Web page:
Assign alternative text descriptions to images, tables, and graphs so learners using screen readers don’t lose out on critical course information. To learn more review Adding Alternative Text .

Step Three: Use Descriptive Hyperlinks
Create meaningful and clear hyperlinks that describe the destination of the link. To learn more review Accessible & Meaningful Links .

Step Four: Use Accessible Fonts and Colors
Use sans serif fonts at least 14 point in size. Sans-Serif fonts such as Arial, Calibri, or Verdana don’t use “tic” marks at the end of letters or characters. When using magnification software to zoom digital text, serif font “tic” marks can appear blurry making text hard to read. To learn more review Accessible Fonts and Colors .
helpful tips
Submit course combine requests by Wednesday, October 17, 2018.  Please refrain from placing content in courses prior to a course combine. All data will be lost once courses are combined in D2L.

If you have any questions, please contact the Distance Education Support Desk at (931) 221-6625 or
Beginning in Fall 2018, APSU began proving online tutoring. Approximately, 145 students have participated in online tutoring sessions, averaging 31 minutes in length. The top 3 online tutoring subjects for APSU students are statistics, calculus, and computer science programming. Learn more about using in your courses including leveraging student data by viewing the online faculty resources.
This fall, APSU welcomed Mary Catherine Denmark as the new Academic Recovery Coordinator. Mary Catherine and Distance Education would like to remind online faculty to participate in the academic alert process. Academic alert is a web-based early warning process that allows instructors to notify students when they have concerns about their performance. When alerted, students are contacted by the Academic Recovery Team who will encourage them to use resources to improve their grades. Academic alert can make a big difference in the academic progress of your students by getting them the assistance they need to be successful in their classes and at APSU.

The academic alert process is very easy and available through AP OneStop. Follow these step-by-step directions for assistance.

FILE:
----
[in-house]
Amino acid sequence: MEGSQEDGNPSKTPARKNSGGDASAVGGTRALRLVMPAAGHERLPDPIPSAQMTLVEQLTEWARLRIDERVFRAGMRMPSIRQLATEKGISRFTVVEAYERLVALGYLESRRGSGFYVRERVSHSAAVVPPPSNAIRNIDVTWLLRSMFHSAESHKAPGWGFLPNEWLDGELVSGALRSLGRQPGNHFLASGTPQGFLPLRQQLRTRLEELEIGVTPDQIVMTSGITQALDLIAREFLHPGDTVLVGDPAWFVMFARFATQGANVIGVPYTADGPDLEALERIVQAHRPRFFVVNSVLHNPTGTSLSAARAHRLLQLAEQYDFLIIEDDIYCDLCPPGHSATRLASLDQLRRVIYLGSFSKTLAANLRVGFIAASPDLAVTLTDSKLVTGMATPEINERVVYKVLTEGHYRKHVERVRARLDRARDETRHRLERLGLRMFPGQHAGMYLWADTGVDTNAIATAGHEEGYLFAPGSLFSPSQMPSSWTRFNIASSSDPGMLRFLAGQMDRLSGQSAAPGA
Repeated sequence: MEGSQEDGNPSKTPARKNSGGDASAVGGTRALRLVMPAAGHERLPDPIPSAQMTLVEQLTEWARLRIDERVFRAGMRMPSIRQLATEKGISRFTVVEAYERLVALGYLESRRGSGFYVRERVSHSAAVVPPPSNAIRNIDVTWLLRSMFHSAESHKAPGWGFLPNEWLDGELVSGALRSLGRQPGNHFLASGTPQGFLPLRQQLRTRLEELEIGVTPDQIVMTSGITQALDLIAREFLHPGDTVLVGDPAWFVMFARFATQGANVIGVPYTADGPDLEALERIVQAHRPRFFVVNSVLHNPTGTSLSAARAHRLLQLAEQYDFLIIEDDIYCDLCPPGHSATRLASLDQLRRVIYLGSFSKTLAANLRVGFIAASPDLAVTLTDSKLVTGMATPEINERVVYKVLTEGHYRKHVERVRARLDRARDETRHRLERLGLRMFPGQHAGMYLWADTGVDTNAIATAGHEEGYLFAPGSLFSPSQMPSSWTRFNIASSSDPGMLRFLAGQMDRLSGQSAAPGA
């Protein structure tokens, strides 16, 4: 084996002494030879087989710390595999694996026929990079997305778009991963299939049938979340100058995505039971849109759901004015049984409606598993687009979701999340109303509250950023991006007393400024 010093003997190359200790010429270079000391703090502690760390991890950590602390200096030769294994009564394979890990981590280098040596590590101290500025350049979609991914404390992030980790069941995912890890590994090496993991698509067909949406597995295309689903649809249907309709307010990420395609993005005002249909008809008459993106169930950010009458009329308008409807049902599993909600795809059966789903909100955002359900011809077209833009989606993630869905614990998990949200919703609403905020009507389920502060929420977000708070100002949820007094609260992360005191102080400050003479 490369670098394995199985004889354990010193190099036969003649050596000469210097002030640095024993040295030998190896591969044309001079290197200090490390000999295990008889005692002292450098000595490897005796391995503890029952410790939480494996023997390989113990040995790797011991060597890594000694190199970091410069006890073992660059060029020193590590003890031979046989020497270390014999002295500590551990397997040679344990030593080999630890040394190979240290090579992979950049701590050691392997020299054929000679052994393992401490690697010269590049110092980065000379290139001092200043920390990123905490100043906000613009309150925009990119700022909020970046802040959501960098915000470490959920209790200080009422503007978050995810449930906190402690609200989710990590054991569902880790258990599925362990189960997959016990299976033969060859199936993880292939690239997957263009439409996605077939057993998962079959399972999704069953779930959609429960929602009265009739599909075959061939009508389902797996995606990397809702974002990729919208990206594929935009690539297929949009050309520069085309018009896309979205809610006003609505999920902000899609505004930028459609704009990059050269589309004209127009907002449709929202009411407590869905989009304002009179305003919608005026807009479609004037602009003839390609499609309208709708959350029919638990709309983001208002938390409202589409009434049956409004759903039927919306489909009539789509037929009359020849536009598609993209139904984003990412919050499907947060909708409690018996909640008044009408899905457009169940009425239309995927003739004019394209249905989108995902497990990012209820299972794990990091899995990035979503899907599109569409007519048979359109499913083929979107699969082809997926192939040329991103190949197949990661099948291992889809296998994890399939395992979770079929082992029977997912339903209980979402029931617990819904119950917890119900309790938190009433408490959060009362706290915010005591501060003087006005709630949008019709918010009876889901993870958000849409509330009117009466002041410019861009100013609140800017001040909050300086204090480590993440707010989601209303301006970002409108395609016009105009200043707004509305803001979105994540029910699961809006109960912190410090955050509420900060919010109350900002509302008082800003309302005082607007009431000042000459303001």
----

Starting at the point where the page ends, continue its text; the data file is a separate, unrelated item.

For questions or more information, please contact Mary Catherine Denmark at 931-221-6555 or
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Upcoming Webcast

Save the Date: October 2, 2018
Time: 11:00 AM to 12:00 PM (Central Time)

The Forgotten Students - Understanding the Student Completion Crisis in Higher Ed and Emerging Solutions

Each year, over a million students drop out of college or university—some 31 million Americans in the last two decades. In fact, only 48.3% of first-time, full-time students at public universities graduate within six years, prompting academic leaders, like Arizona State University President Michael Crow, to dub this a “completion crisis.” These drop-outs and stop-outs are “The Forgotten Students.”

In this “Forgotten Student” webcast, we will discuss:

  • The Impact of the completion crisis on students, institutions, and the workforce.
  • Debunking common myths about “Forgotten Students.”
  • Why bringing back stop-out students is challenging.
  • New approaches to the completion crisis - including the science of re-entry.

Lynda Logo
Have you created a account yet? The Department of Distance Education, along with the Offices of Information Technology and Human Resources have worked hard to bring to APSU. is an on-demand learning solution designed to help you gain new skills based on your goals, interests, and experience. All faculty and staff can find information and access the website using their universal campus username and password. For more info and details visit .

September’s Top 3 Lynda Videos :

Teaching with Learn how to use in your teaching or training program.

Learning with Explore the tools and features of so you can better achieve your learning goals.

Learning LinkedIn: Discover how to make the most of your LinkedIn account to expand your network and contribute to thought leadership. 
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In collaboration with the Office of Information technology, the Service Request Catalog is now live. This catalog provides the campus community with a list of services that the Distance Education Support Desk can assist them with. Faculty, staff, and students are now able to submit their own request for service using the following directions.

  1. Log in to using university username and password.
  2. After logging in, select the “Services” option at the top of the screen.
  3. Select the option "Distance Education: Online/Innovative Learning."
  4. Choose appropriate category from “Distance Education Services”, “D2L Related Issues” or “TN eCampus."
  5. From chosen category, select a service and fill out the form.
  6. The service request will be assigned to the appropriate Distance Education team member.

By using the Service Request Catalog, users may easily track and monitor their service request.
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Distance Education implemented a survey tool within our support desk ticketing system (TeamDynamix). Within 24 hours of Distance Education resolving your technical service request you will be sent a short survey. Although it is not required we would greatly appreciate any feedback we can get. It is a quick and easy seven question survey. We appreciate your participation and to helping our department improve our support services. Thank you!
As a reminder, Distance Education now offers department-wide training sessions! We can come to you, or you can come to us. We offer training in many different subjects including accessible syllabus, D2L, course design, and more. Request a department-wide training by emailing .